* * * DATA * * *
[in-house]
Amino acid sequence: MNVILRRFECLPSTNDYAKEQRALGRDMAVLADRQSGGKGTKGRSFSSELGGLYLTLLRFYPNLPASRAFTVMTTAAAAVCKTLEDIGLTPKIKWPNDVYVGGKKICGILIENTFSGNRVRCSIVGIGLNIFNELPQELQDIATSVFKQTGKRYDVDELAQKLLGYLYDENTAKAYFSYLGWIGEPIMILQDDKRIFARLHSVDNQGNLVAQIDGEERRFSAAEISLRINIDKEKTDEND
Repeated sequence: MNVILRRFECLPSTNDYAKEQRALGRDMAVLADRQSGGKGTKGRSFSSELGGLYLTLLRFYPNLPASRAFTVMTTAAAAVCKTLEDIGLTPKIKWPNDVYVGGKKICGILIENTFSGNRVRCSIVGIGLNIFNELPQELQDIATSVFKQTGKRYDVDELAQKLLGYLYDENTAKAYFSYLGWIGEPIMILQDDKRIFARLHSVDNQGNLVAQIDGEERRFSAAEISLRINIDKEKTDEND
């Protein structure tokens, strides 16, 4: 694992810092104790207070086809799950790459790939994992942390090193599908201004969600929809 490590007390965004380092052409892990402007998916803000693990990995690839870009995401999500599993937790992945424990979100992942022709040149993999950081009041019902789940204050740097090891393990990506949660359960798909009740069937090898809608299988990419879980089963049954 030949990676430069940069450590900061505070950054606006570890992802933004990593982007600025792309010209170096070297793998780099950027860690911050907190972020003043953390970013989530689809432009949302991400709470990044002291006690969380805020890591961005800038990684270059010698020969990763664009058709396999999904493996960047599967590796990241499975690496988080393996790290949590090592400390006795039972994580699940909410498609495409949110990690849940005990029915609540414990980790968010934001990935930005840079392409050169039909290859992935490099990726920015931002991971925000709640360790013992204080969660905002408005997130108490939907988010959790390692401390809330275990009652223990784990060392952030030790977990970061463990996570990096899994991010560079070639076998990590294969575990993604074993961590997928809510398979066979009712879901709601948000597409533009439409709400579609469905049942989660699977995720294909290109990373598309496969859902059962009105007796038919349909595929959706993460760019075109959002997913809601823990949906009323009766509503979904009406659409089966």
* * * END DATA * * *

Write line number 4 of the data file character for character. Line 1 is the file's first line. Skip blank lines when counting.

């Protein structure tokens, strides 16, 4: 694992810092104790207070086809799950790459790939994992942390090193599908201004969600929809 490590007390965004380092052409892990402007998916803000693990990995690839870009995401999500599993937790992945424990979100992942022709040149993999950081009041019902789940204050740097090891393990990506949660359960798909009740069937090898809608299988990419879980089963049954 030949990676430069940069450590900061505070950054606006570890992802933004990593982007600025792309010209170096070297793998780099950027860690911050907190972020003043953390970013989530689809432009949302991400709470990044002291006690969380805020890591961005800038990684270059010698020969990763664009058709396999999904493996960047599967590796990241499975690496988080393996790290949590090592400390006795039972994580699940909410498609495409949110990690849940005990029915609540414990980790968010934001990935930005840079392409050169039909290859992935490099990726920015931002991971925000709640360790013992204080969660905002408005997130108490939907988010959790390692401390809330275990009652223990784990060392952030030790977990970061463990996570990096899994991010560079070639076998990590294969575990993604074993961590997928809510398979066979009712879901709601948000597409533009439409709400579609469905049942989660699977995720294909290109990373598309496969859902059962009105007796038919349909595929959706993460760019075109959002997913809601823990949906009323009766509503979904009406659409089966």